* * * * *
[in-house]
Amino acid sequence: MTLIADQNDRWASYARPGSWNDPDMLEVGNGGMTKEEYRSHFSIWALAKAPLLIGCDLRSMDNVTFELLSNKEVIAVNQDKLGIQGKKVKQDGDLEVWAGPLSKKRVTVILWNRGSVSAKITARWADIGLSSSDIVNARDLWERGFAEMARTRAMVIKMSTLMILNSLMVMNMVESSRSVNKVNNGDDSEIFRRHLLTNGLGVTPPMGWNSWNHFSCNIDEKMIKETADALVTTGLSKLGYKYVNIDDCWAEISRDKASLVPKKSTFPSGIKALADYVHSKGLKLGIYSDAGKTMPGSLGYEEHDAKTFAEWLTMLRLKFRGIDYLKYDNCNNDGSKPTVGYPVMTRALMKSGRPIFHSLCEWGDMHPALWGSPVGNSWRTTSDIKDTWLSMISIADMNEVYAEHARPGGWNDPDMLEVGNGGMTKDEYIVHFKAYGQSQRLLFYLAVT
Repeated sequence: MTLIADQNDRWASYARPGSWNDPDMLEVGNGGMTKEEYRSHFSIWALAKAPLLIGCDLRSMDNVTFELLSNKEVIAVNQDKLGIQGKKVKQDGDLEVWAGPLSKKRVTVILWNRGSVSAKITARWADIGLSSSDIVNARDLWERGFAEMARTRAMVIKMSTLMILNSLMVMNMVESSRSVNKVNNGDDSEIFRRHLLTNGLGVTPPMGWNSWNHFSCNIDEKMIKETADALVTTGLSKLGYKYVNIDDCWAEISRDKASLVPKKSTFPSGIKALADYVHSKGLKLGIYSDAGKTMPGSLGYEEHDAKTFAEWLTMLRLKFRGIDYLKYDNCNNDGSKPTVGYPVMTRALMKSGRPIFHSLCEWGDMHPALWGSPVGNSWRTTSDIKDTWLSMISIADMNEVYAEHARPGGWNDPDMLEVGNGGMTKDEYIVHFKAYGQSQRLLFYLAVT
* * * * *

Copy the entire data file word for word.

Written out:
[in-house]
Amino acid sequence: MTLIADQNDRWASYARPGSWNDPDMLEVGNGGMTKEEYRSHFSIWALAKAPLLIGCDLRSMDNVTFELLSNKEVIAVNQDKLGIQGKKVKQDGDLEVWAGPLSKKRVTVILWNRGSVSAKITARWADIGLSSSDIVNARDLWERGFAEMARTRAMVIKMSTLMILNSLMVMNMVESSRSVNKVNNGDDSEIFRRHLLTNGLGVTPPMGWNSWNHFSCNIDEKMIKETADALVTTGLSKLGYKYVNIDDCWAEISRDKASLVPKKSTFPSGIKALADYVHSKGLKLGIYSDAGKTMPGSLGYEEHDAKTFAEWLTMLRLKFRGIDYLKYDNCNNDGSKPTVGYPVMTRALMKSGRPIFHSLCEWGDMHPALWGSPVGNSWRTTSDIKDTWLSMISIADMNEVYAEHARPGGWNDPDMLEVGNGGMTKDEYIVHFKAYGQSQRLLFYLAVT
Repeated sequence: MTLIADQNDRWASYARPGSWNDPDMLEVGNGGMTKEEYRSHFSIWALAKAPLLIGCDLRSMDNVTFELLSNKEVIAVNQDKLGIQGKKVKQDGDLEVWAGPLSKKRVTVILWNRGSVSAKITARWADIGLSSSDIVNARDLWERGFAEMARTRAMVIKMSTLMILNSLMVMNMVESSRSVNKVNNGDDSEIFRRHLLTNGLGVTPPMGWNSWNHFSCNIDEKMIKETADALVTTGLSKLGYKYVNIDDCWAEISRDKASLVPKKSTFPSGIKALADYVHSKGLKLGIYSDAGKTMPGSLGYEEHDAKTFAEWLTMLRLKFRGIDYLKYDNCNNDGSKPTVGYPVMTRALMKSGRPIFHSLCEWGDMHPALWGSPVGNSWRTTSDIKDTWLSMISIADMNEVYAEHARPGGWNDPDMLEVGNGGMTKDEYIVHFKAYGQSQRLLFYLAVT